HERCULES -- The Hercules City Council on Tuesday narrowly granted a developer a four-month extension to close escrow on a half-built, four-story apartment-and-retail project near the center of town.
Mark Conroe, a principal with UC/BNB Partners LLC, said he has run into unforeseen delays and complications related to financing and title issues, higher-than-anticipated construction cost estimates and other logistical problems since he agreed in March 2012 to take over the failed Sycamore North project from the city for $425,000 and a promise to finish it at a cost of $30 million or so.
On Tuesday, Conroe reiterated his commitment to the project and his previous optimism that he can bring it to fruition, but he said he needs more time.
"We're jogging in place, waiting to figure out construction costs," Conroe told the council.
The city conceived Sycamore North as a mostly low-income housing project with luxury stores on the ground floor, an idea critics, in hindsight, say was doomed from the start. The city spent about $35 million on Sycamore North before it ran out of money, eventually declaring it a failed project.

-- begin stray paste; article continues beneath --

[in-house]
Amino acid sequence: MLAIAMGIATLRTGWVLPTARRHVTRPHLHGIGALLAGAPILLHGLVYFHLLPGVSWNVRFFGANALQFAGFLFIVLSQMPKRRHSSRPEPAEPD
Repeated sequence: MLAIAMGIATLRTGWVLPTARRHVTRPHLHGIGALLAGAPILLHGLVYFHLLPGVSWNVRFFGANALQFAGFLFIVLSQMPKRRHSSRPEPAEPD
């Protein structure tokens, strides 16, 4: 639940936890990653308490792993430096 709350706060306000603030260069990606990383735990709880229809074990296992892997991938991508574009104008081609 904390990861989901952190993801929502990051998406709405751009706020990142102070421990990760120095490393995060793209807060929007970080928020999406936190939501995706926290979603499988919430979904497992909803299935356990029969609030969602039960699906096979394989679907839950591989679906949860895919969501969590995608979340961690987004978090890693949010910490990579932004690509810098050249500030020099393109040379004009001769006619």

Conroe and his group have since renamed it Town Centrale and recast it as a high-end complex of about 140 apartments with 10,000 to 12,000 square feet of restaurants and stores on the ground floor.
Conroe's group put down $250,000 when he signed the purchase-and-sale agreement last year. He said he expects to
The extension granted by the council Tuesday runs to July 19; the previous deadline was going to be Friday. If by then the Conroe group and its financial backers end up deeming the project unfeasible and walk away, UC/BNB would have to deliver the construction drawings to the city or forfeit its $250,000 deposit.
The extension passed 3-2, with Councilmen Bill Kelly, Dan Romero and Mayor John Delgado in the majority; Councilwoman Sherry McCoy and Vice Mayor Myrna de Vera dissented. It became the ninth amendment to the original purchase-and-sale agreement.
De Vera chastised Conroe for the delay and the resulting "four more months of blight," and accused him of caring more about himself than about the Hercules community. She questioned the value of Conroe's construction drawings, adding that she wanted an all-retail ground floor, whereas Conroe envisions a large chunk of the ground floor as residential.
Conroe said any developer who might take over the project would likely be guided by the same drawings.